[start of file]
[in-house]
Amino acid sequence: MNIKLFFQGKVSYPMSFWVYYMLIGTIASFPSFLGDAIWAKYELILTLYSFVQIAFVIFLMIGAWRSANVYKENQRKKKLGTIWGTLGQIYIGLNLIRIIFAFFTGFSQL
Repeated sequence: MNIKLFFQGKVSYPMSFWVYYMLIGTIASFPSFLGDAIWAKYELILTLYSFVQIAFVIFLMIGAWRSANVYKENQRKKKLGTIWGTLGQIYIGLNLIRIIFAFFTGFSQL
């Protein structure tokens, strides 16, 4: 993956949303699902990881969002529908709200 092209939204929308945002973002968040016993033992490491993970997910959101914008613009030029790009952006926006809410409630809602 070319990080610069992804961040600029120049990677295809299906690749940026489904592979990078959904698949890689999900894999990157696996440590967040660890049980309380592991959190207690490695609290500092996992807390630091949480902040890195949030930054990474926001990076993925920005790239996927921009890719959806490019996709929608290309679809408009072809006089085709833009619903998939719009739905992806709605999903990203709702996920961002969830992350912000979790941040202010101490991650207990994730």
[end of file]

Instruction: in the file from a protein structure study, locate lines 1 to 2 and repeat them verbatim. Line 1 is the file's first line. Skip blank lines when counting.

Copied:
[in-house]
Amino acid sequence: MNIKLFFQGKVSYPMSFWVYYMLIGTIASFPSFLGDAIWAKYELILTLYSFVQIAFVIFLMIGAWRSANVYKENQRKKKLGTIWGTLGQIYIGLNLIRIIFAFFTGFSQL